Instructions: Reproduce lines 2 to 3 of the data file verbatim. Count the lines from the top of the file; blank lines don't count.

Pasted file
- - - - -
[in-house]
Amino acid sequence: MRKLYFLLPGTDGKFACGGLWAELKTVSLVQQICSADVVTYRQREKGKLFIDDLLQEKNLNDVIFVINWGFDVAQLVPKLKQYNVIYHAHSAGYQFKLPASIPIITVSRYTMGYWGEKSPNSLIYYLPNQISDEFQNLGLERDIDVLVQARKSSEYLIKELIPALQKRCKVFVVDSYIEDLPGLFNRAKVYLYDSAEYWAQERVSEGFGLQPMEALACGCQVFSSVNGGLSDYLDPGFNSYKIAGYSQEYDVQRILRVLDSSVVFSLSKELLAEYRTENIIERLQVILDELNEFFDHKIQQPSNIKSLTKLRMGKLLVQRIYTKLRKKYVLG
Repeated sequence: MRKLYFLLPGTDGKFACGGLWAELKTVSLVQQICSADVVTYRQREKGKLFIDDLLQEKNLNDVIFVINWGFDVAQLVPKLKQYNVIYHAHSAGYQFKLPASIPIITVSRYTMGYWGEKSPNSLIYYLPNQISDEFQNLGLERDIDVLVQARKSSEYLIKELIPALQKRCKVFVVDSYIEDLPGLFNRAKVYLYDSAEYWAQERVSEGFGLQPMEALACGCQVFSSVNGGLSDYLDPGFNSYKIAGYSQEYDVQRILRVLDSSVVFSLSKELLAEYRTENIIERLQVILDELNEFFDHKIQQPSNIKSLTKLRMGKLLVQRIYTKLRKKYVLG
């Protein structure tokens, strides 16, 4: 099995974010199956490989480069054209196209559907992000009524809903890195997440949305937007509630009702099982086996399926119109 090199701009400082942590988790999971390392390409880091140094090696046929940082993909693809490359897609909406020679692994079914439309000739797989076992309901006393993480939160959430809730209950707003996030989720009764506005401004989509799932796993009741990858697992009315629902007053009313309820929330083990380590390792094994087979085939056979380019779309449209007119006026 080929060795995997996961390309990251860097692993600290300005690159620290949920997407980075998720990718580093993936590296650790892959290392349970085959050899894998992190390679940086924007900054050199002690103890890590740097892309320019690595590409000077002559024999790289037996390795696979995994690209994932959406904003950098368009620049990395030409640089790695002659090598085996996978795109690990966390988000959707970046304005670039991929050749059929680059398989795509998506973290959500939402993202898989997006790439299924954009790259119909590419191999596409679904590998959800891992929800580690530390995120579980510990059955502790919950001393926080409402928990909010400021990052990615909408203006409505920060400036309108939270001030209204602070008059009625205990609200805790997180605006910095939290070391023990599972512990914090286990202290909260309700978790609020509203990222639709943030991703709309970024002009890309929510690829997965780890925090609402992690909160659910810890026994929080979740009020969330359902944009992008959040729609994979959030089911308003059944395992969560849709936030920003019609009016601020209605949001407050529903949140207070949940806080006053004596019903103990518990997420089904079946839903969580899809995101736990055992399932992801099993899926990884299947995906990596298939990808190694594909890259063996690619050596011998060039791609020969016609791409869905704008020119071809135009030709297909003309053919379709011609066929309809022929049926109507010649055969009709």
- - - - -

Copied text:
Amino acid sequence: MRKLYFLLPGTDGKFACGGLWAELKTVSLVQQICSADVVTYRQREKGKLFIDDLLQEKNLNDVIFVINWGFDVAQLVPKLKQYNVIYHAHSAGYQFKLPASIPIITVSRYTMGYWGEKSPNSLIYYLPNQISDEFQNLGLERDIDVLVQARKSSEYLIKELIPALQKRCKVFVVDSYIEDLPGLFNRAKVYLYDSAEYWAQERVSEGFGLQPMEALACGCQVFSSVNGGLSDYLDPGFNSYKIAGYSQEYDVQRILRVLDSSVVFSLSKELLAEYRTENIIERLQVILDELNEFFDHKIQQPSNIKSLTKLRMGKLLVQRIYTKLRKKYVLG
Repeated sequence: MRKLYFLLPGTDGKFACGGLWAELKTVSLVQQICSADVVTYRQREKGKLFIDDLLQEKNLNDVIFVINWGFDVAQLVPKLKQYNVIYHAHSAGYQFKLPASIPIITVSRYTMGYWGEKSPNSLIYYLPNQISDEFQNLGLERDIDVLVQARKSSEYLIKELIPALQKRCKVFVVDSYIEDLPGLFNRAKVYLYDSAEYWAQERVSEGFGLQPMEALACGCQVFSSVNGGLSDYLDPGFNSYKIAGYSQEYDVQRILRVLDSSVVFSLSKELLAEYRTENIIERLQVILDELNEFFDHKIQQPSNIKSLTKLRMGKLLVQRIYTKLRKKYVLG